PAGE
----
We don’t when it’s going to come out. And I think we should be very cautious about
saying that this is counterprogramming in terms of when we’re learning about this
criminal investigation being elevated as a criminal investigation.
Number one, we don’t know when they made that decision, when he said, OK, it’s past the
threshold where I believe there’s – that crimes could have been committed.
Durham is a serious prosecutor. He’s a serious guy with a serious reputation.
He’s not seen as a partisan hack. He has a storied career.
Now, in terms of the way that – counterprogramming would mean that Adam Goldman and Katie
Benner at The New York Times were used in this sort of way, and I – they’re two of the
best Justice Department reporters, so I think it’s quite possible this could have been
opened – we don’t know when it was opened. It could have been opened, you know, weeks
ago, and it could be as simple as a leak investigation. We know there was so much
classified information leaked in the early period of the Russia investigation.
So this is all just to say there is so much we don’t know, and people are going to spin
this in the ways that they want to do. You know, they’re going to be hysterical about it.
But I think that it could – it could be as simple as Barr doing what Trump wants to do
and then Durham following the facts and keeping a fairly open mind.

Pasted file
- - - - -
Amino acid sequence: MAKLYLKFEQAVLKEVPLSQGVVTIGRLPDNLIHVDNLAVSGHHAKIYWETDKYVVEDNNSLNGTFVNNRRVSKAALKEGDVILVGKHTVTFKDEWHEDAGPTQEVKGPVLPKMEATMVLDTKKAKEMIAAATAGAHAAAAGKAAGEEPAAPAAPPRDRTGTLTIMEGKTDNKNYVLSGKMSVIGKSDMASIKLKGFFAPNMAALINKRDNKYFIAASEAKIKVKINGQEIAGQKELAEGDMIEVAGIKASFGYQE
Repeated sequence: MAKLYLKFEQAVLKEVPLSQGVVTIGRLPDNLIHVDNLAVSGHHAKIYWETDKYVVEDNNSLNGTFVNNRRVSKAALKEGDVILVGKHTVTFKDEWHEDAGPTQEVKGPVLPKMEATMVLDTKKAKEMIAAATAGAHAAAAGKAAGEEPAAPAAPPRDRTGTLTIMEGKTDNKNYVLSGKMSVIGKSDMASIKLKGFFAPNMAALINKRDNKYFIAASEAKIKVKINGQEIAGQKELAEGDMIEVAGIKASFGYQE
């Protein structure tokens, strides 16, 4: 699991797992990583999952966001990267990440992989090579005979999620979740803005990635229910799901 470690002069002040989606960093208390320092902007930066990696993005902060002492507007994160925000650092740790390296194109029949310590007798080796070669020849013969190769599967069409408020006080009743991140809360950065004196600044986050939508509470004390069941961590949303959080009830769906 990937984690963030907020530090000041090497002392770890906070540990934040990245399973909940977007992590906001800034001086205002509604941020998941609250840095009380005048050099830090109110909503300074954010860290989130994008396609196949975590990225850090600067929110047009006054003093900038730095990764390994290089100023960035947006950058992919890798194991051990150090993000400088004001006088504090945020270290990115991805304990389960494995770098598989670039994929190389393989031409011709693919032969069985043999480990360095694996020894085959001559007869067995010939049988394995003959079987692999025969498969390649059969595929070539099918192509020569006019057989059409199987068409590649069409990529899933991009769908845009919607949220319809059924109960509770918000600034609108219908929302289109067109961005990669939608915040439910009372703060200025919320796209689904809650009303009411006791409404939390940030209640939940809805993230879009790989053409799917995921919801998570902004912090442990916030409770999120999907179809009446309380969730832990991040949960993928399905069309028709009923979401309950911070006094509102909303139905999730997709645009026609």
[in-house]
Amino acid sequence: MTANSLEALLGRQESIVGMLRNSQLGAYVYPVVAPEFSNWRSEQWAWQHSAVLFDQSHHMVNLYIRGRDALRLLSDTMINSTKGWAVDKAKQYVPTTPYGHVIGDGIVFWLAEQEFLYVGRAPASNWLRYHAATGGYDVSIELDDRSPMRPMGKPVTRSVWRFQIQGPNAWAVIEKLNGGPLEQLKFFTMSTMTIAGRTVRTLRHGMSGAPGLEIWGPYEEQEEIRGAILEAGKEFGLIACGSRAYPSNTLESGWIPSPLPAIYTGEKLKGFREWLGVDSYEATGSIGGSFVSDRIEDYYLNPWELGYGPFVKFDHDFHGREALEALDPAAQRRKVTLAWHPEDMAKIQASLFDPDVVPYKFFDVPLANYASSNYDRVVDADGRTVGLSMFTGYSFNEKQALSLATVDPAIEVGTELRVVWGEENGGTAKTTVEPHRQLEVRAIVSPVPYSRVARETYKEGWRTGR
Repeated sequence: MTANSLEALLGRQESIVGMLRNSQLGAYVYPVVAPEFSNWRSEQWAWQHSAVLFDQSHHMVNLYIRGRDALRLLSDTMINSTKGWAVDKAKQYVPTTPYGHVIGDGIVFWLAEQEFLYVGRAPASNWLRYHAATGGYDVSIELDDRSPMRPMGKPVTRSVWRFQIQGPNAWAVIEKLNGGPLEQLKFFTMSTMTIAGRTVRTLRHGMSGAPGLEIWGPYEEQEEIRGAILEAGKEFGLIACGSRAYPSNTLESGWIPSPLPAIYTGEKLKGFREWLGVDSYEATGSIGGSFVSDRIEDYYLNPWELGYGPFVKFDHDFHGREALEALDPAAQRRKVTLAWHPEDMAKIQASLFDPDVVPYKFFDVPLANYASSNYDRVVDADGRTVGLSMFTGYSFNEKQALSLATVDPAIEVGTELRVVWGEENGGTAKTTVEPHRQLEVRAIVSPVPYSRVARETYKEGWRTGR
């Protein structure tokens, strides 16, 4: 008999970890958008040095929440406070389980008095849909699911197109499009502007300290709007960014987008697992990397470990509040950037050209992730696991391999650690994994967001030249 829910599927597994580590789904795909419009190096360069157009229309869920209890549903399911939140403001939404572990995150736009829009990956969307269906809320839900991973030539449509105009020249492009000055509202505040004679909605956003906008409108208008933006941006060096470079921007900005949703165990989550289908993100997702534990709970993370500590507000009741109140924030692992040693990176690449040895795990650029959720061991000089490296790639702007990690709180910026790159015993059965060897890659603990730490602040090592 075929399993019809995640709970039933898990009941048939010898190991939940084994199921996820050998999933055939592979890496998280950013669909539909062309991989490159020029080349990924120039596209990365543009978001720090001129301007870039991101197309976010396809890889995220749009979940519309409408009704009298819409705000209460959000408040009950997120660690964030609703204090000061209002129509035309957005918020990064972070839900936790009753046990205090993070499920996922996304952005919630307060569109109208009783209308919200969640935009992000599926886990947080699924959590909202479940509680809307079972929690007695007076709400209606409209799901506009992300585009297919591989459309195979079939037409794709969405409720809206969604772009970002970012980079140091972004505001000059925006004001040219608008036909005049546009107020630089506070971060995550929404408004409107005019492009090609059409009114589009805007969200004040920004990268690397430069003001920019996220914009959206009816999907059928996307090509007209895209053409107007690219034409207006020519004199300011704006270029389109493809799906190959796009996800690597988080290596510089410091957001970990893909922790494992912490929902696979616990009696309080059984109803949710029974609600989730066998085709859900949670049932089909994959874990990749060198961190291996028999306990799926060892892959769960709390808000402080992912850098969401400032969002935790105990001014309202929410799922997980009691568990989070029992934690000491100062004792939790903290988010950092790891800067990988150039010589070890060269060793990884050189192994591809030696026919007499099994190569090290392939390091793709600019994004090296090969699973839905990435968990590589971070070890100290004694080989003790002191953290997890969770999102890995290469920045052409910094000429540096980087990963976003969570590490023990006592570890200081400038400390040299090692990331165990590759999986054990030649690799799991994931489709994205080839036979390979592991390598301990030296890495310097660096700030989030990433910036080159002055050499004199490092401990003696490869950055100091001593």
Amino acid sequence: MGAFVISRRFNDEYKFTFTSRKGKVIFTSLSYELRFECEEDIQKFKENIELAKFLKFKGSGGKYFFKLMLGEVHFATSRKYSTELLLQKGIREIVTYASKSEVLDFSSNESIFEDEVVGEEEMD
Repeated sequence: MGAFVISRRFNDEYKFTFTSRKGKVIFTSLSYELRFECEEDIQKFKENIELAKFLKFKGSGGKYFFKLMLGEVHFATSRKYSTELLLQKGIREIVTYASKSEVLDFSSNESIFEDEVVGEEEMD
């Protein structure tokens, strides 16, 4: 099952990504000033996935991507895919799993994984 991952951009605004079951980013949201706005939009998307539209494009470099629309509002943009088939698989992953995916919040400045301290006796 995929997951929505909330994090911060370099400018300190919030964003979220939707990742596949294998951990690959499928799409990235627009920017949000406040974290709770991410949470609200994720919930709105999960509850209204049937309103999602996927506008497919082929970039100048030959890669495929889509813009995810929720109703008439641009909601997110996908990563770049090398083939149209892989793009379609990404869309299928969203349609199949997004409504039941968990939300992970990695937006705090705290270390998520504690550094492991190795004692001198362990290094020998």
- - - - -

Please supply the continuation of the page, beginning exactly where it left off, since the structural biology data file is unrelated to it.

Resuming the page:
ROBERT COSTA: Catherine, let’s take a stroll down from the DOJ on Pennsylvania Avenue to
the Capitol, and you had Ambassador Taylor behind closed doors give this damaging
testimony about a quid pro quo arrangement inside the Trump administration. How is
the White House reacting? Is this something that they see as a major turning point?
CATHERINE LUCEY: Well, this is a significant moment in this process.
This is the most detailed – some of the most detailed testimony we’ve seen so far.
There was a 15-page opening statement really laying out in sort of cinematic terms – it
was – I think maybe you – it was beautifully written, the way that Taylor sort of takes
us into taking the job.
It reminded me of movies where someone is brought into a different world, like, say, in
like Goodfellas, or I recently saw Hustlers – (laughs) – where someone’s taken into a
totally different world and they suddenly start to realize what’s going on and they’re
trying to figure it out.
And he comes to realize, you know, there’s two different foreign policies going on, and
then sort of this leads into his explanation of what he understands to be happening with
the president’s engagement on Ukraine.
The White House is continuing with a messaging that is a lot focused on process.
They are attacking the process on the Hill, they are – and they are also trying to
discredit a lot of the witnesses. So you heard the president today criticizing Taylor,
you know, and we’ll see if that sticks. This is a decades-long, you know, career
diplomat, you know, who came forward and who was hired by this – by this administration.